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Conservation Tillage – the practice of leaving harvested plant materials on the soil surface to reduce runoff and soil erosion;
Crop Nutrient Management – managing all nutrient inputs helps ensure that nutrients are available to meet crop needs while reducing nutrient runoff;
Pest Management – using various methods for managing pests while protecting soil, water, and air quality;
Conservation Buffers – using vegetation strips to provide additional barriers of protection which prevent potential pollutants from running off into surface waters;
Irrigation Management – increasing irrigation efficiency can reduce non-point source pollution of ground and surface waters;
Grazing Management – managing livestock grazing to lessen the water quality impacts (e.
g. reduce erosion potential);
Animal Feeding Operations Management – using runoff control, proper waste storage, and nutrient management to minimize the impacts of animal feeding operations;
Erosion and Sediment Control – using practices to conserve and reduce the amount of sediment reaching water bodies, overall protecting agricultural land and water quality.
Less than 2% of the Earth’s water is fresh water.
97% of Earth’s water is salt water found in oceans and seas. Only 1% of the earth’s water is drinkable. 2% is frozenThe human body is about 75% water. A person can survive about a month without food, but only 5 to 7 day without water. Every day in the United States, we drink about 110 million gallons of water. Landscaping accounts for about half the water Californians use at home. Showers account for another 18 percent, while toilets use about 20 percent.
Showering and bathing are the largest indoor uses (27%) of water domestically.
The average American uses 140-170 gallons of water per day.If every household in America had a faucet that dripped once eachsecond, 928 million gallons of water a day would leak away. There are 7.48 gallons in a cubic foot of water. Therefore, 2000 cubic feet of water is 14,960 gallons.
An acre foot of water is about 326,000 gallons. One-half acre foot is enough to meet the needs of a typical family for a year. There are 7.48 gallons in a cubic foot of water. It takes 3.3 acre feet of water to grow enough food for an average family for a year.A leaky faucet can waste 100 gallons a day. One flush of the toilet uses 6 ½ gallons of water. An average bath requires 37 gallons of water.
An average family of four uses 881 gallons of water per week just by flushing the toilet. The average 5-minute shower takes 15-25 gallons of water–around 40 gallons are used in 10 minutes. Take short showers instead of baths. A full bathtub requires about 36 gallons of water. You use about 5 gallons of water if you leave the water running while brushing your teeth. If you water your grass and trees more heavily, but less often, this saves water and builds stronger roots.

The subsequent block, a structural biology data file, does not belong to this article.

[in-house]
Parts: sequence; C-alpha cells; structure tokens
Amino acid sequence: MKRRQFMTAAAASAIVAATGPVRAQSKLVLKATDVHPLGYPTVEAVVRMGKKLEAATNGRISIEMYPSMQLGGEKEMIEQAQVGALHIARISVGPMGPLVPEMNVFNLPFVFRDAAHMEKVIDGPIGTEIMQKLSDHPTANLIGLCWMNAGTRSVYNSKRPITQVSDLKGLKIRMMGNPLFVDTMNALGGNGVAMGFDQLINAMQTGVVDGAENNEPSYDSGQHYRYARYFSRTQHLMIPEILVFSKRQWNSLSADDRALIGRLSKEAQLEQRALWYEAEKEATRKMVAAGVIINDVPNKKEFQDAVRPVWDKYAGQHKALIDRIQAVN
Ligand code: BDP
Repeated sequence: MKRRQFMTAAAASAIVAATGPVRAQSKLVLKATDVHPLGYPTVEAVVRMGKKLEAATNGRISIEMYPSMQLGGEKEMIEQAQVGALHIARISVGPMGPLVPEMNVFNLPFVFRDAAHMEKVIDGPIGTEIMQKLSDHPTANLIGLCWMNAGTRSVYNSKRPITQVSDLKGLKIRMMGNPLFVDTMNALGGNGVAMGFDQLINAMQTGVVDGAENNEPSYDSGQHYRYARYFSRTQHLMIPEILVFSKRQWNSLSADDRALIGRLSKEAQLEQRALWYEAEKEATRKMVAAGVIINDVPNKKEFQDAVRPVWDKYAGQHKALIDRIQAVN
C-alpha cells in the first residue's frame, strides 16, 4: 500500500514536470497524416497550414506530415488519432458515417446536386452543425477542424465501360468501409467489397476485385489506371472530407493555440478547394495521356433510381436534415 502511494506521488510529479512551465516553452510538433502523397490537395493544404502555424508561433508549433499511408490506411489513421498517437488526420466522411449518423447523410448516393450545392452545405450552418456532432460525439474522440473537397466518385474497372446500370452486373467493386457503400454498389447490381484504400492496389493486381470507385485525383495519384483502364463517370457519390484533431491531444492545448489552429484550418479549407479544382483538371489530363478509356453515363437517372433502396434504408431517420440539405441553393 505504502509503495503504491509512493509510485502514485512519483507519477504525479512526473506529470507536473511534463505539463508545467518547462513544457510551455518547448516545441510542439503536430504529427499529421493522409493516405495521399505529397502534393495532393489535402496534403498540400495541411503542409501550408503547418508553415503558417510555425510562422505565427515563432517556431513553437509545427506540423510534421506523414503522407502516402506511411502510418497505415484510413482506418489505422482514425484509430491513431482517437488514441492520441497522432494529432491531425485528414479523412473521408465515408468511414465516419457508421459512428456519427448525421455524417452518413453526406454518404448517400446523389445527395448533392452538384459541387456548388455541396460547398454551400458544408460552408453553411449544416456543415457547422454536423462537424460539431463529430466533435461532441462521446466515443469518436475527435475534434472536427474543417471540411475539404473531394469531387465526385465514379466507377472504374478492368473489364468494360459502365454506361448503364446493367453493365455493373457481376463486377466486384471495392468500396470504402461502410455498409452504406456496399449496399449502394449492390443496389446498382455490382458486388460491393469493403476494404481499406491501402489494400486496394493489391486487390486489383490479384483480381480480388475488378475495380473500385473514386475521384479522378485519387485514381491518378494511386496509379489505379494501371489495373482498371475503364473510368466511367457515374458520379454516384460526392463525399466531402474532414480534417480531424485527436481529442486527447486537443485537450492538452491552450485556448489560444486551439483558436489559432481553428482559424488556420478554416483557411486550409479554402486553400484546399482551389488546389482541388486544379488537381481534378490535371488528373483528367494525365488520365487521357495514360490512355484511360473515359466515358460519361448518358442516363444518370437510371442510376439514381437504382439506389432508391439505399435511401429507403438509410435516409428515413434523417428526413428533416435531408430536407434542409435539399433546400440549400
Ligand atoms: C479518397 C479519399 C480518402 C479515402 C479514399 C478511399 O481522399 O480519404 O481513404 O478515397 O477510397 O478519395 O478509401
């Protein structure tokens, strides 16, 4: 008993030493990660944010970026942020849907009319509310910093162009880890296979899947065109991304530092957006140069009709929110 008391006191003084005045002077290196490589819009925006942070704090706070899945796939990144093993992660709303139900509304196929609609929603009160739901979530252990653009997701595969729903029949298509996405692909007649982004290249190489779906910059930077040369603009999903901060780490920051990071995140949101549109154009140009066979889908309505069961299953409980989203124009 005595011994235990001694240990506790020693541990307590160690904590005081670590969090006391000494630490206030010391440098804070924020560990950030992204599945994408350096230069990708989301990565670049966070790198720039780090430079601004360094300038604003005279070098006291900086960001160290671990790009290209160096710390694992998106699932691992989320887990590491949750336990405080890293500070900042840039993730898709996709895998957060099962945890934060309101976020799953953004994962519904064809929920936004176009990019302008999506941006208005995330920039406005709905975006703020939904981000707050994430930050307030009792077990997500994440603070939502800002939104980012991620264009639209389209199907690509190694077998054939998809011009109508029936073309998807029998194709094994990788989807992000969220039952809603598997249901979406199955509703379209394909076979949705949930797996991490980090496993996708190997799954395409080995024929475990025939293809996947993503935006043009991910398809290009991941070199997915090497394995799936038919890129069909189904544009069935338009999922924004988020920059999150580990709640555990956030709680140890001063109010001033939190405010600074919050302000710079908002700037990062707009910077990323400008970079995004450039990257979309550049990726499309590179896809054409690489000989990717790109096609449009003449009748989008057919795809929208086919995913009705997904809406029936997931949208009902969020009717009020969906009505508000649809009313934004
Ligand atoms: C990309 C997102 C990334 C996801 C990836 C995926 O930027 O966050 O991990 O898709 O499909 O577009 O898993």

Each person needs to drink about 2 ½quarts (80 ounces) of water every day. Water your lawn only when it needs it. If you step on the grass and it springs back up when you move, it doesn’t need water. If it stays flat, it does need water.Run your dishwasher and washing machine only when they are full.
When washing a car, use soap and water from a bucket. Use a hose with a shut-off nozzle for rinsing. Never put water down the drain when there may be another use for it such as watering a plant or garden, or cleaning.
Avoid flushing the toilet unnecessarily. Dispose of tissues, insects and other such waste in the trash rather than the toilet. When washing dishes by hand, fill one sink or basin with soapy water. Quickly rinse under a slow-moving stream from the faucet. An automatic dishwasher uses 9 to 12 gallons of waterwhile hand washing dishes can use up to 20 gallons.Store drinking water in the refrigerator rather than letting the tap run every time you want a cool glass of water. Water lawns during the early morning hours, or evening when temperatures and wind speed are the lowest. This reduces losses from evaporation. Do not hose down your driveway or sidewalk.
Use a broom to clean leaves and other debris from these areas. Using a hose to clean a driveway wastes hundreds of gallons of water. Don’t leave the water running when brushing your teeth or shaving. Get in the habit of turning off the water when it’s not being used. Use of bowl of water to clean fruits & vegetables rather than running water over them. You can reuse this for your house plants.
Public water suppliers process 38 billion gallons of water per day for domestic and public use. Approximately 1 million miles of pipelines and aqueducts carry water in the U.S. & Canada. That’s enough pipe to circle the earth 40 times. About 800,000 water wells are drilled each yearin the United States for domestic, farming, commercial, and water testing purposes. More than 13 million households get their waterfrom their own private wells and are responsible for treating and pumping the water themselves. Industries released 197 million pounds of toxic chemicalsinto waterways in 1990. You can refill an 8-oz glass of water approximately15,000 times for the same cost as a six-pack of soda pop. A dairy cow must drink four gallons of water to produceone gallon of milk. 300 million gallons of water are needed to produce a single day’ssupply of U.S. newsprint.
One inch of rainfall drops 7,000 gallons or nearly 30 tonsof water on a 60′ by 180′ piece of land. It supports the forests, wetlands, jungles, prairies and grasslands that spawn the planet’s amazing vegetative biodiversity.
Soil: 3 Main types of soil, clay, sandy and loamy in one square yd. There are billions of living organsm Provide food Formed when rocks are broken up by frost, wind, ice, and water.
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